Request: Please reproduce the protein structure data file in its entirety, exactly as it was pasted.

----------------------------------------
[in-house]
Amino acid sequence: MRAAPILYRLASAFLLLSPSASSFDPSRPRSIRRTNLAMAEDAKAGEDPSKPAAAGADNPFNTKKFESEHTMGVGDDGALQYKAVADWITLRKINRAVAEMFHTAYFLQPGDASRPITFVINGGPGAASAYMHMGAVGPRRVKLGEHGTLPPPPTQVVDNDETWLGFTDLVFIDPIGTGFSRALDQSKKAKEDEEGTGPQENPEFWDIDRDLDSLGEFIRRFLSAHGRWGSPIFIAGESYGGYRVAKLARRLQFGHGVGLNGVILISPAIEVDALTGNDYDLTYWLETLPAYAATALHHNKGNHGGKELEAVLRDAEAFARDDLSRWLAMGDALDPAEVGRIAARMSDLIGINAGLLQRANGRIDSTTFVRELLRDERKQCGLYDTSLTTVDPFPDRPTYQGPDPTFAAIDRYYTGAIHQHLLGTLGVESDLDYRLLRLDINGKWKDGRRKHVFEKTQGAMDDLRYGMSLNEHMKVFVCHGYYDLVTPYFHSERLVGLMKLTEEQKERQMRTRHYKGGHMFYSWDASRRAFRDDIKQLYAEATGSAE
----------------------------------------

[in-house]
Amino acid sequence: MRAAPILYRLASAFLLLSPSASSFDPSRPRSIRRTNLAMAEDAKAGEDPSKPAAAGADNPFNTKKFESEHTMGVGDDGALQYKAVADWITLRKINRAVAEMFHTAYFLQPGDASRPITFVINGGPGAASAYMHMGAVGPRRVKLGEHGTLPPPPTQVVDNDETWLGFTDLVFIDPIGTGFSRALDQSKKAKEDEEGTGPQENPEFWDIDRDLDSLGEFIRRFLSAHGRWGSPIFIAGESYGGYRVAKLARRLQFGHGVGLNGVILISPAIEVDALTGNDYDLTYWLETLPAYAATALHHNKGNHGGKELEAVLRDAEAFARDDLSRWLAMGDALDPAEVGRIAARMSDLIGINAGLLQRANGRIDSTTFVRELLRDERKQCGLYDTSLTTVDPFPDRPTYQGPDPTFAAIDRYYTGAIHQHLLGTLGVESDLDYRLLRLDINGKWKDGRRKHVFEKTQGAMDDLRYGMSLNEHMKVFVCHGYYDLVTPYFHSERLVGLMKLTEEQKERQMRTRHYKGGHMFYSWDASRRAFRDDIKQLYAEATGSAE